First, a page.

This class will analyze the growth in inequality in the US over the last several decades and how that trend is likely to continue or change in the future. We will ask if and how public policy can affect inequality. We will also focus on business's role -- what are the responsibilities of private sector companies, how does inequality affect them, and how should the growth in inequality affect their strategies? We will look at inequality in income, some of its potential sources, and its effects in other areas. Specifically, we will look at education, housing, the social safety net, migration, and the job market. The class will be very interactive and will be based on readings drawn from academic research, case studies, news, and opinion readings. We will also have guest speakers from industry, government, and non-profits. The class will be co-taught by a GSB labor economist and an advisor to policy makers with decades of business experience.nnLOGISTICAL NOTE: The class will not meet on May 23 or May 25. Instead, there will be a mandatory, all-day class field trip to explore inequality issues in depth and in person on Wednesday, May 24. If you have an academic-related reason you cannot make the trip, we will assign alternative work. However, the trip is required unless you have a conflicting class or academic obligation.
Units: 3 | Grading: GSB Letter Graded

MGTECON 331: Health Law: Finance and Insurance

This course provides the legal, institutional, and economic background necessary to understand the financing and production of health services in the US. Potential topics include: health reform, health insurance (Medicare and Medicaid, employer-sponsored insurance, the uninsured), medical malpractice and quality regulation, pharmaceuticals, the corporate practice of medicine, regulation of fraud and abuse, and international comparisons.
Units: 3 | Grading: GSB Student Option LTR/PF

MGTECON 334: The International Economy

The objective of this course is to give students an understanding of what international economic policy means for business leaders. To do this, students will have to understand the economic forces that determine the patterns and consequences of international trade. We will analyze trade policy tools used by governments (e.g., tariffs, subsidies, quotas, exchange rates), and examine the role of industry and politics at the domestic and global level in applying these tools. This course will combine lecture, case studies and group interaction.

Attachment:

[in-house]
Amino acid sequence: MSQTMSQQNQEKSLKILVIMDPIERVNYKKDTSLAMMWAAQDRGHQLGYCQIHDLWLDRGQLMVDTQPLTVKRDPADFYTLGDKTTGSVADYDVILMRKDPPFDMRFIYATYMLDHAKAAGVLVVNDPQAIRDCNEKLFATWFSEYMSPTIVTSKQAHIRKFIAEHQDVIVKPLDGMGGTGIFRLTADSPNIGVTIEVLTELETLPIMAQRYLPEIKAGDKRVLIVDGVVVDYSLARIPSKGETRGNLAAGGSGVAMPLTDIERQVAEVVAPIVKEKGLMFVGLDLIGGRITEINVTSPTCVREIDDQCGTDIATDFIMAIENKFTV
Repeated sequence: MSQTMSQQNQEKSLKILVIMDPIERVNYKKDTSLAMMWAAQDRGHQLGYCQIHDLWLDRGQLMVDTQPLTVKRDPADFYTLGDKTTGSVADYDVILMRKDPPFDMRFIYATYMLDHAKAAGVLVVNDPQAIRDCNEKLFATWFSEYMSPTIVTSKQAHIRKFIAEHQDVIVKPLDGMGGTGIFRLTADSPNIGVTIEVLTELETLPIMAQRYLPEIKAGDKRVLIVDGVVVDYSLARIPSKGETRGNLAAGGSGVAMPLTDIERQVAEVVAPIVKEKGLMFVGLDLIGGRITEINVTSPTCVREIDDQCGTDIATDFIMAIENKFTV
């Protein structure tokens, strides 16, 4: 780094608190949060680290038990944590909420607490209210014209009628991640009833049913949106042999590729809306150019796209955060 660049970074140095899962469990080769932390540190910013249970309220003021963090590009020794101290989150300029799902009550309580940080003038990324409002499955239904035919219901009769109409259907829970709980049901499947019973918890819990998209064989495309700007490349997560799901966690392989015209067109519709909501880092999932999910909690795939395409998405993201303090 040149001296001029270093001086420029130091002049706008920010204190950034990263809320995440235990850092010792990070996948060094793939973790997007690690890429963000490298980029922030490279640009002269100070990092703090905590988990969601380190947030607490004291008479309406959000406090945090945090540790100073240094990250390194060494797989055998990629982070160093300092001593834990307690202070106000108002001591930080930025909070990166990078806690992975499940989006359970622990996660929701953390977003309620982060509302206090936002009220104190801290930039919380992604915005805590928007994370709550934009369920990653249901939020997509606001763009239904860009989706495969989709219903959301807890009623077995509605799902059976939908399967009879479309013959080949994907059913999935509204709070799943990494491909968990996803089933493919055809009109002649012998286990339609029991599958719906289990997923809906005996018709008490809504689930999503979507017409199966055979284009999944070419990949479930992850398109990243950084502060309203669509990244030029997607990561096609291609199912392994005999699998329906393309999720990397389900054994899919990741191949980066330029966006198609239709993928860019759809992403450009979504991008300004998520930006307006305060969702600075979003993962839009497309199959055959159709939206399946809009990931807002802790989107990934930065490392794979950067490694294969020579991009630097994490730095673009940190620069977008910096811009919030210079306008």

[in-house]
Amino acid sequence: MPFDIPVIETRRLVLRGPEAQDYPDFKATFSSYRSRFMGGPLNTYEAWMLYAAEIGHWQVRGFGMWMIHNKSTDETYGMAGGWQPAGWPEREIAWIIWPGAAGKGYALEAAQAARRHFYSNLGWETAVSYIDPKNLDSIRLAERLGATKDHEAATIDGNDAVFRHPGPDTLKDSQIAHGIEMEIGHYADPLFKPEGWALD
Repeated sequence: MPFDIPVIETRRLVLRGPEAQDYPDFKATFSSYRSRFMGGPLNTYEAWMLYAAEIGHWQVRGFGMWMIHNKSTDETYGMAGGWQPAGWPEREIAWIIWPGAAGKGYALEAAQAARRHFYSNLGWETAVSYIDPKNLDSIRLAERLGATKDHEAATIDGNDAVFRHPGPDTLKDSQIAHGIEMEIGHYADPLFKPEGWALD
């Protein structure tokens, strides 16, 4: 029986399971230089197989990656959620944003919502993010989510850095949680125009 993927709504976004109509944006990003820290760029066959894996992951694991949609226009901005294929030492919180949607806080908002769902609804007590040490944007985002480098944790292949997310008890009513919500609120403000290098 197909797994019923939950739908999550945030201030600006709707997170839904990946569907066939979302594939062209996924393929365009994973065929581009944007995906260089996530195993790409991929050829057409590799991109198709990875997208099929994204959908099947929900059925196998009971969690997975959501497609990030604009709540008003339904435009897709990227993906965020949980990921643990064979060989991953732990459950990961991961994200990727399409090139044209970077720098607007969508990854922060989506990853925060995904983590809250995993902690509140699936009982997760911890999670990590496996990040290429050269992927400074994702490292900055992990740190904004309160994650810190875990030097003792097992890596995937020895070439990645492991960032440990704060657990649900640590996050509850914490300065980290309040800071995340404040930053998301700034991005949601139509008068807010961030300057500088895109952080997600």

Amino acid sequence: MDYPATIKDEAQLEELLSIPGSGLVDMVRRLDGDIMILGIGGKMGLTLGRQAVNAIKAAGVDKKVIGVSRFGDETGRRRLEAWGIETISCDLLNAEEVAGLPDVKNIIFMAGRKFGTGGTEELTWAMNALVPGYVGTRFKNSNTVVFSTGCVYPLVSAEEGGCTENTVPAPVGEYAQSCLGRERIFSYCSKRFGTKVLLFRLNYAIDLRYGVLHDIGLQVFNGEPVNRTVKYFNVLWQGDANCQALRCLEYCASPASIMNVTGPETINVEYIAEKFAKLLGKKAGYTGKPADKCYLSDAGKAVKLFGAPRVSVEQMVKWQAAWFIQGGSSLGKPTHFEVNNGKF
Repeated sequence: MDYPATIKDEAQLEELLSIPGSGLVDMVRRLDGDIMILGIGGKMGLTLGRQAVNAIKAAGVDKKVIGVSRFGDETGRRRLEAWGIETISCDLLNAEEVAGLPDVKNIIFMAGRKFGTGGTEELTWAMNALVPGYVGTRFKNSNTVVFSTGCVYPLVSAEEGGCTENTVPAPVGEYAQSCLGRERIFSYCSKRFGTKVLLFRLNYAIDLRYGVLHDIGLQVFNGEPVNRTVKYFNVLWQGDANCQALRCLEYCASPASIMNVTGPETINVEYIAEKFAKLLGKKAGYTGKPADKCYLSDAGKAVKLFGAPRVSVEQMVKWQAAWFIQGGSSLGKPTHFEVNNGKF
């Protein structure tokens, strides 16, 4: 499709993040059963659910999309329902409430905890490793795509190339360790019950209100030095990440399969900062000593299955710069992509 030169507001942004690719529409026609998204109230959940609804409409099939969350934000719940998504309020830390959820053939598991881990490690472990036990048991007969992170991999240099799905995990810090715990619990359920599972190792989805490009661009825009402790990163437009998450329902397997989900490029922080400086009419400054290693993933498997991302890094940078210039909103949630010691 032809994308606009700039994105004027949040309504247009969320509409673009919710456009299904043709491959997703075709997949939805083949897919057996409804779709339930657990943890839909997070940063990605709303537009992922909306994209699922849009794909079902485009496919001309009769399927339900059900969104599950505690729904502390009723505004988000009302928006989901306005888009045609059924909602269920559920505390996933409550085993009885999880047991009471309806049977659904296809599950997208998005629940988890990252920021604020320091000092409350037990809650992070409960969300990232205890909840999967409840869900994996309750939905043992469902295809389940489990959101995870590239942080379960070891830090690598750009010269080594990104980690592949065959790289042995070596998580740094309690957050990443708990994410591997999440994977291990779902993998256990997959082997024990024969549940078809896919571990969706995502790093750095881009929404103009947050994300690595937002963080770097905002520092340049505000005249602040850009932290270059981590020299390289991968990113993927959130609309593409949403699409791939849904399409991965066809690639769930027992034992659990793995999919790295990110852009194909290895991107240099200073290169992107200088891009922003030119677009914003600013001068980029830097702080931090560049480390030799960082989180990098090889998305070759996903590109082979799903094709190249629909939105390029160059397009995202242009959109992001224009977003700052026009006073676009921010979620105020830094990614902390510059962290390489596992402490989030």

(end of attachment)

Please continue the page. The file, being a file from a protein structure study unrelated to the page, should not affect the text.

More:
Units: 3 | Grading: GSB Student Option LTR/PF

MGTECON 343: The Evolution of Finance

This course was originally designed to provide an overview of the crisis in financial markets that began in 2007, and of the various policies that were devised in response to the crisis' both short-term stabilization efforts and longer-term regulatory reform. However, as time goes on the course has evolved to spend less time on a historical review of those past events (though they are still significant and worth studying) and more time looking at the present and the future. We will be more focused on process --- thinking through the things we analyze --- rather than in making sure we cover a fully comprehensive set of topics. We have guest speakers for about half of the classes. The list changes from year to year, but here is 2016's list: Tanya Beder, Kevin Warsh, Ron Beck, David Booth, Jay Crandall, Tom Kempner, Katie Hall, Hal Varian, and Larry Summers.
Units: 3 | Grading: GSB Letter Graded

MGTECON 381: Contemporary Economic Policy

Economic issues permeate all that happens in government. This topics-based course will exam a variety of historic and current issues on the political agenda where economics is central to decision making. It is taught by faculty who served at the White House in either the Clinton or George W. Bush Administration.
Units: 4 | Grading: GSB Letter Graded